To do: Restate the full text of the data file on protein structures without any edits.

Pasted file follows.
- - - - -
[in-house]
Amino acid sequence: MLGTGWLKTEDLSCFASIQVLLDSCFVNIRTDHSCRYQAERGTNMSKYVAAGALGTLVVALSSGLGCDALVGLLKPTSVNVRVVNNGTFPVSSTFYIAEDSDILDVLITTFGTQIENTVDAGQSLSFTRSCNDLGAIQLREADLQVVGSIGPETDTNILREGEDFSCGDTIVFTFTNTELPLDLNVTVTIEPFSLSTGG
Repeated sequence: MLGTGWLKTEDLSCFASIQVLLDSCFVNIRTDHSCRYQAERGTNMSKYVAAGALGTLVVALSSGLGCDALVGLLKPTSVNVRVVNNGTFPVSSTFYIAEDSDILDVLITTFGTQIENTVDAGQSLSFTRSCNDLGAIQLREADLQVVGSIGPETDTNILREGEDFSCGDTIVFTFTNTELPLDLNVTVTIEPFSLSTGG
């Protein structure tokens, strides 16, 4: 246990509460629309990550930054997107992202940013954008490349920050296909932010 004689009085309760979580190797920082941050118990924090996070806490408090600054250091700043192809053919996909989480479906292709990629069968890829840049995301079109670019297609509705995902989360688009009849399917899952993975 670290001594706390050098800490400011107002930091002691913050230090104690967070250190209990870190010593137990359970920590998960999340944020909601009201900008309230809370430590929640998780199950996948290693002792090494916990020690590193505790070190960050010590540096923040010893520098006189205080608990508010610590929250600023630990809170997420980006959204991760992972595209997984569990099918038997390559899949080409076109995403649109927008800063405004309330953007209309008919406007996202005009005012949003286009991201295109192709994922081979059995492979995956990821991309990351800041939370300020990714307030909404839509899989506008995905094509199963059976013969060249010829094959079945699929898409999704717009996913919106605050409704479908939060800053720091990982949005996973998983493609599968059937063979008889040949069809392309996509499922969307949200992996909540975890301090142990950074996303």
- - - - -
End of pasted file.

[in-house]
Amino acid sequence: MLGTGWLKTEDLSCFASIQVLLDSCFVNIRTDHSCRYQAERGTNMSKYVAAGALGTLVVALSSGLGCDALVGLLKPTSVNVRVVNNGTFPVSSTFYIAEDSDILDVLITTFGTQIENTVDAGQSLSFTRSCNDLGAIQLREADLQVVGSIGPETDTNILREGEDFSCGDTIVFTFTNTELPLDLNVTVTIEPFSLSTGG
Repeated sequence: MLGTGWLKTEDLSCFASIQVLLDSCFVNIRTDHSCRYQAERGTNMSKYVAAGALGTLVVALSSGLGCDALVGLLKPTSVNVRVVNNGTFPVSSTFYIAEDSDILDVLITTFGTQIENTVDAGQSLSFTRSCNDLGAIQLREADLQVVGSIGPETDTNILREGEDFSCGDTIVFTFTNTELPLDLNVTVTIEPFSLSTGG
């Protein structure tokens, strides 16, 4: 246990509460629309990550930054997107992202940013954008490349920050296909932010 004689009085309760979580190797920082941050118990924090996070806490408090600054250091700043192809053919996909989480479906292709990629069968890829840049995301079109670019297609509705995902989360688009009849399917899952993975 670290001594706390050098800490400011107002930091002691913050230090104690967070250190209990870190010593137990359970920590998960999340944020909601009201900008309230809370430590929640998780199950996948290693002792090494916990020690590193505790070190960050010590540096923040010893520098006189205080608990508010610590929250600023630990809170997420980006959204991760992972595209997984569990099918038997390559899949080409076109995403649109927008800063405004309330953007209309008919406007996202005009005012949003286009991201295109192709994922081979059995492979995956990821991309990351800041939370300020990714307030909404839509899989506008995905094509199963059976013969060249010829094959079945699929898409999704717009996913919106605050409704479908939060800053720091990982949005996973998983493609599968059937063979008889040949069809392309996509499922969307949200992996909540975890301090142990950074996303």